Touloum camp

Photo: Refugee children and women walk amidst their makeshift shelters in the Touloum camp, 80 kilometres from the Chad-Sudan border. The camp hosts an estimated 5,800 refugees from Darfur. (UNICEF/Hugues Laurenge)

Note UNICEF activities in Sudan and Chad.

Abu Shouk IDP camp

Photo: A woman, Kaltoom Haj Tahir, feeds one of her seven children in the Abu Shouk IDP camp near El Fasher. The Abu Shouk camp shelters more than 30,000 IDPs. UNICEF is supporting the provision of health services, safe water and plastic sheeting in the camp. (UNICEF/Christine Nesbitt)
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UNICEF Goodwill Ambassador Mia Farrow and son visit Sudan

Last November, UNICEF Goodwill Ambassador Mia Farrow and her son Seamus visited IDP camps in Darfur.

16-year-old Seamus is a UNICEF Youth Ambassador and is concerned about the effect of the conflict on boys and young men. He spoke with a number of teenagers and says they run the risk of joining armed groups.

"For the boys my age, the problem is they have nothing to do," he says. "They are really just stagnating in these communities. It's a big problem in that they are being recruited into local militias and resorting to banditry because they can't make their usual living, which is farming the land and pursuing business."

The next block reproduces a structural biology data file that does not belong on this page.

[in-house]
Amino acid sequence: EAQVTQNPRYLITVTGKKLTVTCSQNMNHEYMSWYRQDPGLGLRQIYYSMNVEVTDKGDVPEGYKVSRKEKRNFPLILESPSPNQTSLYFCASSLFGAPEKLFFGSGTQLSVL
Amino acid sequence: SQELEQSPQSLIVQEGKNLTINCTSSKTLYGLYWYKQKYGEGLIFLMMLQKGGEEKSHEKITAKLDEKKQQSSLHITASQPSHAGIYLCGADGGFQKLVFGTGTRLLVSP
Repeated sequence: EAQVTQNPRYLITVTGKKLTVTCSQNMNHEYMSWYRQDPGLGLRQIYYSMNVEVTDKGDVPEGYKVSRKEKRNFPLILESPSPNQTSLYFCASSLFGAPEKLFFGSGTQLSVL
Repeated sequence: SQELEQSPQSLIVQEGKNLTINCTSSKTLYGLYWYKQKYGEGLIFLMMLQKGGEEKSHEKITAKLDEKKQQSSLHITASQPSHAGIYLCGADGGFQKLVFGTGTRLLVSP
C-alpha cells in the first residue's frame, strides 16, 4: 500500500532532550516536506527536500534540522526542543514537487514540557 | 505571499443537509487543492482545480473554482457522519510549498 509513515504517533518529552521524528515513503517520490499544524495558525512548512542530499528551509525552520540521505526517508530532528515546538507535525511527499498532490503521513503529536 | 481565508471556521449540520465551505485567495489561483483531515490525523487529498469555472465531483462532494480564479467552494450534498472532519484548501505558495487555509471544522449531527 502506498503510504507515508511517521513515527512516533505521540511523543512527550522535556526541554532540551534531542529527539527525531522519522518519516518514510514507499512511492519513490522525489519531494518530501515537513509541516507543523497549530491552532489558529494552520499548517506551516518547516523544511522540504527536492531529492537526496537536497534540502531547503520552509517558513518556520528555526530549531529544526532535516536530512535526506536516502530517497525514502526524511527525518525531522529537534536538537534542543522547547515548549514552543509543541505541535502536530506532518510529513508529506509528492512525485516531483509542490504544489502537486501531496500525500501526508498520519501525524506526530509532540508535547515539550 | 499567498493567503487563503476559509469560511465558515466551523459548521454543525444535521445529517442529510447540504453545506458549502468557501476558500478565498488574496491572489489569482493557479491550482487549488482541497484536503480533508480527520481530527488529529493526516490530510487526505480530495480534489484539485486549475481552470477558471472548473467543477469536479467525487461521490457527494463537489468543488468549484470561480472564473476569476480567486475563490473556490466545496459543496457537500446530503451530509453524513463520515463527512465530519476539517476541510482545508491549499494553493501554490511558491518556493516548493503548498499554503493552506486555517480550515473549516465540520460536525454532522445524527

Mia Farrow and son Seamus in Darfur

Photo: Mia Farrow and son Seamus review drawings made by children in a 'Safe Play Centre' in the Kalma camp for displaced people, near the city of Nyala. UNICEF helped to build the centre. (UNICEF/Shehzad Noorani)
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Vaccination campaign against meningitis planned in West Darfur

An IRIN report today May 17 says a vaccination campaign against meningitis is to be carried out in the Abu Seroj IDP camp in West Darfur after the UN World Health Organization (WHO) confirmed an outbreak of the disease there, health officials said.

"We moved the vaccines from Khartoum to El Geneina [the capital of West Darfur] on Monday and expect to start the vaccinations in two to three days," Gouido Sabatinelli, WHO Representative in Sudan, told IRIN on Tuesday.

"The next few days will be critical," Sonja Nieuwenhuis, senior health manager in West Darfur for the Swiss-based humanitarian organisation Medair, said in a statement.
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UN food agency warns of looming aid shortage

The UN World Food Programme said today May 17 it would soon have to reduce rations to refugees in Africa unless donors came up quickly with the $315 milllion it needed.

It still needs to 'pre-position' food for 200,000 Sudanese refugees in Chad and 60,000 Eritreans in Sudan before the onset of the rainy season in July.

[Note, If 60,000 Eritreans need to be in camps in the Sudan, things must be pretty bad in Eritrea.]